Re: Logic

From: Dace (
Date: Mon Aug 06 2001 - 18:13:37 BST

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    Subject: Re: Logic
    Date: Mon, 6 Aug 2001 10:13:37 -0700
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    Hi Kenneth,

    You wrote:

    > Genes do indeed choose an underlying species- like memory bias to
    > produce our bodies instead of the numerous alternatives avaible, but
    > how does that similarity make us all different !?

    Every species has genes and proteins peculiar to it. In Sheldrake's theory,
    this enables the fertilized egg to "tune in" to the developmental pathway of
    its species. This is why the genomes of chimps and humans can be 99%
    similar, despite our immense differences. It's no different than a country
    station being right next to a rock station on the dial. It's not as if 98.7
    FM contains a code by which all the country songs are constructed while 98.9
    FM contains a code by which all the rock and roll songs are fabricated. DNA
    is just a tuning device. It takes only slight differences to yield a
    radically different organism. Beyond that, genetic differences serve to
    individuate the members of a species from each other.

    > That is, we are all the same beneath a collective species- like level
    > but we are all different because each of us is born in and by different
    > circumstances.

    Our individual differences result from three factors: 1. Genes. 2.
    Environment. 3. Self-determination.

    > The model you have outlined here, is by all means one I like, being a fan
    > of Sheldrake myself ( I started off upon this list with a thread about
    > but it seems you gonna ran into the same trouble I ran into, if you gonna
    > switch from the organic to the memetic memory mode .

    Mechanistic theory divides memory into two kinds. The body's memory is
    stored in genes, while the mind's memory is stored in the brain. In
    Sheldrake's model, memory is singular. Every organ, including the brain,
    remembers via resonance with similar organs from the past. The "mind" is
    thus the memory that keeps each organ functioning the way it always has
    before. Since the brain is attached to sense organs, the mind associated
    with the brain involves awareness alongside memory. Otherwise the mind of
    the brain is no different from the mind of the heart or the lungs or the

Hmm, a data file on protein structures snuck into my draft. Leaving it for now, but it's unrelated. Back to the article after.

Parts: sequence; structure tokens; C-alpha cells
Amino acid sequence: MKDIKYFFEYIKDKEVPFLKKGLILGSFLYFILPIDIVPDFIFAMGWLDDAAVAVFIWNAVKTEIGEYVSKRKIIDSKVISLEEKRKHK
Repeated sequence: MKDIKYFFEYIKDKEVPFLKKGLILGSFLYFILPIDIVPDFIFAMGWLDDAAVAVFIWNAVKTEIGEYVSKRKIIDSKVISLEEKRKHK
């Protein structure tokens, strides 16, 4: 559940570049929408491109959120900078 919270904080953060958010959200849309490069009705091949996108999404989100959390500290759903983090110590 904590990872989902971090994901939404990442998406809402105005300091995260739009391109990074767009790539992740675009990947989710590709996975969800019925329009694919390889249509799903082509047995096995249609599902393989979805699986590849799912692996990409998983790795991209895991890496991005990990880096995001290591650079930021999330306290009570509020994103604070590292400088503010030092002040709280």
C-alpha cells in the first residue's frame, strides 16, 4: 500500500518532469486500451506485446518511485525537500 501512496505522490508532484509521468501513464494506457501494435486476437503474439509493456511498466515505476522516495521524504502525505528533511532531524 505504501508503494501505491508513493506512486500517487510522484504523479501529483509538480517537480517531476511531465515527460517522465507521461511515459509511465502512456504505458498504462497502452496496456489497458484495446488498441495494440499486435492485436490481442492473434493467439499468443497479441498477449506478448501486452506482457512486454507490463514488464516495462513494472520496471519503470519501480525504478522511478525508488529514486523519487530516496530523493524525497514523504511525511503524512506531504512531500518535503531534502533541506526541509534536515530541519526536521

pinky toes.

    > In the organic mode genes attract info from the genetic memory- pool
    > and they will make up your body accordingly.
    > But, if you attract info to ' become a better Catholic' from the memetic
    > memory- pool, IMO that info is not there as just Bio- platonic, but as
    > ' learned ' , as ' acquired' info. Or should it be that with the chosen
    > dition all of its possible and probable consequences were accounted for !?
    > That in the ( Memetic)Bio- Platonic concept all of the Ideals were
    > present !?

    There's only one memory pool, and it structures us from protein to brain.
    Bio-Platonism is a dead-end. If our bodies evolve, then our species-memory
    must evolve as well. There are no fixed, absolute forms coming down from on
    high to instruct our cells on how to behave.

    > IMO, I think we can/ must broader our view ans say, not only the fact
    > that you were brought up as a Catholic, would liable draw you into the
    > Catholic meme or not, but also the fact that your parents needs you to,
    > desires this, wishes that,...
    > If indeed, like Sheldrake and Waddington speculate that genetic traits
    > and habits and forms are like epigenetic- landscapes, why don 't we
    > have epimemetic- landscapes, like I speculate !?
    > Why is a form/ an organism reducible to its genetic parts and not to its
    > memetic parts !?
    > Why unites apparently morphic resonance only organic particles and
    > not memetic ones !?
    > And this makes no sense if we take Sheldrakes notion of an ' cumula-
    > tive influence ' serious.

    Waddington's model can certainly be applied to memes. The question is
    whether the epimemetic landscape is a function of genes or resonance. Are
    memes reducible to genes? Or are they the resonance of neural structures
    with previous, similar neural structures?

    Ted Dace

    This was distributed via the memetics list associated with the
    Journal of Memetics - Evolutionary Models of Information Transmission
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